Women in Sport picture book

Letter to an Athlete Activity Idea

Use this activity to help students make connections between the perseverance of a female athlete they admire and their own life.

Students can use this template to create a profile of a famous female athlete that they admire. After researching the woman, students can write a letter to her explaining what they admire and how the woman inspires them.

(6) Malala’s Magic Pencil by Malala Yousafzai

Told in her own words, this is a story inspired by Malala Yousafzai’s dream – that girls and women around the world have the same right to education as their male counterparts. The book is wonderful for younger students, told gently and with illustrations to help them understand one person’s power to make a real difference.

Malala's Magic Pencil

Magic Pencil Activity Idea

Extend upon the beautiful concept in Malala’s Magic Pencil by asking students to complete this little think, pair, share activity.

  1. After reading the book, ask students to think about what they would do if they had a magic pencil.
  2. Students can write a sentence or draw a picture that shows what they would do.
  3. Place students into pairs and have students share their thoughts and drawings with their partners.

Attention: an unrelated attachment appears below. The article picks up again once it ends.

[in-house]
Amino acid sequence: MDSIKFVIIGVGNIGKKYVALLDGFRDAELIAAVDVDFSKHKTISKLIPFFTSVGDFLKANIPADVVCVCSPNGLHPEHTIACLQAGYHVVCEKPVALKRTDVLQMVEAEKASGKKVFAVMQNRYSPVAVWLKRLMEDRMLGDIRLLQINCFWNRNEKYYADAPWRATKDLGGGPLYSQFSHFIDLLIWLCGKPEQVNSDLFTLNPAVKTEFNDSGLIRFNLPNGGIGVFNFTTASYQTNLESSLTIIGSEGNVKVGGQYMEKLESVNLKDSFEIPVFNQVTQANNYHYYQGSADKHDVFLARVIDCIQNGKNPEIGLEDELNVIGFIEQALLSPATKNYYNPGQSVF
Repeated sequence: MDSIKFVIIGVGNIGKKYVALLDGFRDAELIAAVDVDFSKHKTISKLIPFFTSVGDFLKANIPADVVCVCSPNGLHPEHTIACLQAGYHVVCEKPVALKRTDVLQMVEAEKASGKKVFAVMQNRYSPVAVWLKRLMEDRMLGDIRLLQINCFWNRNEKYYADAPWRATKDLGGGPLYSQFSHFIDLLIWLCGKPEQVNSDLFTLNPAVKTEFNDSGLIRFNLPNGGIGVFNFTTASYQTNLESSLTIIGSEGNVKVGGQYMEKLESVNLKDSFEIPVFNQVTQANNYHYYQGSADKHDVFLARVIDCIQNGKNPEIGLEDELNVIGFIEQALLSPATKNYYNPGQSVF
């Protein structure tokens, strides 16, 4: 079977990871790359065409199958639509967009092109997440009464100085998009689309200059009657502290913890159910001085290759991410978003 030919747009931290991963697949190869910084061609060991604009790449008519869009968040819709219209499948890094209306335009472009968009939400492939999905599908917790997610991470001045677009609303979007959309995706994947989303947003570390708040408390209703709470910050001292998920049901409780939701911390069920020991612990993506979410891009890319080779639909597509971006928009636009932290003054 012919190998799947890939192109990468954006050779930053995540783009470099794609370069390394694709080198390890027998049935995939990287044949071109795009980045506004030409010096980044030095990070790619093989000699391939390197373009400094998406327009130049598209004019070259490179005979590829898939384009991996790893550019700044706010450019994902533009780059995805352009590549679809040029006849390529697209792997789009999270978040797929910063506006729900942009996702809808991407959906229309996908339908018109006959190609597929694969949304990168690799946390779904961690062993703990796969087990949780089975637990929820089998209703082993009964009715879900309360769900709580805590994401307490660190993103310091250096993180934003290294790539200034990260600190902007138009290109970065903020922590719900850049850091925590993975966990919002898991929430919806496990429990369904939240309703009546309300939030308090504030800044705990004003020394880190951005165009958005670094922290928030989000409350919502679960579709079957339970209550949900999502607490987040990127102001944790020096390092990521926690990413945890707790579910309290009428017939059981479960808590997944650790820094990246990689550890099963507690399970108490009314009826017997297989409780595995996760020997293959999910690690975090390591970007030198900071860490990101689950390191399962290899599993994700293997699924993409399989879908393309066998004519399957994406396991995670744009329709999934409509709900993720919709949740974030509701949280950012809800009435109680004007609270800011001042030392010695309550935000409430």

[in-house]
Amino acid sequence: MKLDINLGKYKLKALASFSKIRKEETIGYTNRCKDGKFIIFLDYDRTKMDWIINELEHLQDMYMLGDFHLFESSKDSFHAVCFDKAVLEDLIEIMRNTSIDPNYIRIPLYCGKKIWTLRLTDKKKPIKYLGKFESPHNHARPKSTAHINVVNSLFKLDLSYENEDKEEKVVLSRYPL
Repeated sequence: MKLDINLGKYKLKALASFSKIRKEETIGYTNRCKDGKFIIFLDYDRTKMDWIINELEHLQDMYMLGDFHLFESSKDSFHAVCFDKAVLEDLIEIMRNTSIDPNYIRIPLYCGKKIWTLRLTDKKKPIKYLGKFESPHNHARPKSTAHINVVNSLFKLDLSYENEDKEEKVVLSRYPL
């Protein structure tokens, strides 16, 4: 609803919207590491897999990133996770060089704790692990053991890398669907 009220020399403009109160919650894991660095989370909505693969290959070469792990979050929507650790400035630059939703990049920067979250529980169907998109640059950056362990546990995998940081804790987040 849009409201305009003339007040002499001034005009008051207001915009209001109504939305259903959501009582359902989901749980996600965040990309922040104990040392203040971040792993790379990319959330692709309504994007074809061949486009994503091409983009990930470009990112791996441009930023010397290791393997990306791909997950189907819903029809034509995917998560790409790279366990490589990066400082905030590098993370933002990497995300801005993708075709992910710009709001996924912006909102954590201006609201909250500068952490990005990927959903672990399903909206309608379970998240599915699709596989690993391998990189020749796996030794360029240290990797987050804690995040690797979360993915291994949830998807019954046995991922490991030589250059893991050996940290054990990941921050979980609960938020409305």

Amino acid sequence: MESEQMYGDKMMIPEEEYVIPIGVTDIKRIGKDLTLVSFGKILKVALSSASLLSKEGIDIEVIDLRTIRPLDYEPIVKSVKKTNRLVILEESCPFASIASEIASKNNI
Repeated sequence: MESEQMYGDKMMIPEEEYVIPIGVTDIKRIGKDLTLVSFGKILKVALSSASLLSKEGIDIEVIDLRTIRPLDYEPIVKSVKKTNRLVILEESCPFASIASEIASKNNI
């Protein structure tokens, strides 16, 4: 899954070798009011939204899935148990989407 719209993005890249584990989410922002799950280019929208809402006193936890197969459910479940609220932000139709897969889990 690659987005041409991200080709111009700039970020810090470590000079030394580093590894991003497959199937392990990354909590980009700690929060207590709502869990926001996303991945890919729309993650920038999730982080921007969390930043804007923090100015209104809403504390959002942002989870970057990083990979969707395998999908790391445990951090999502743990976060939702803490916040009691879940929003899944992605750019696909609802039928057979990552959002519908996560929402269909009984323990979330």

(7) The Princess in Black by Shannon Hale and Dean Hale

The Princess in Black is a chapter book series for young people. It is described as being “for young readers who like their princesses not only prim and perfect but also dressed in black.” The Princess in Black thinks nothing of interrupting tea and scones with the Duchess Wigtower to stop a monster.

The Princess in Black is a ‘girly girl’ who is also a superhero!

The Princess in Black

Superhero Activity Idea

LeUyen Pham’s illustrations in The Princess in Black are amazing. Let your students be inspired by this graphic novel and embrace their inner artist!

1. Show students the following video of LeUyen Pham drawing a monster from The Princess in Black.

2. Provide students with paper, pens, pencils, and any other drawing materials they’d like to use.

3. Ask students to think about their greatest strengths, whether they be physical strengths, emotional strengths, or something else that makes them unique.

4. Then, have students draw themselves as superheroes. Have them create a name and use it as the title of their artwork.

Books are just one fantastic way to engage your students in conversations and learning experiences that reinforce gender equality and remove traditional gender stereotypes!

For more ideas and teaching resources, check out our International Women’s Day Teaching Resource Collection.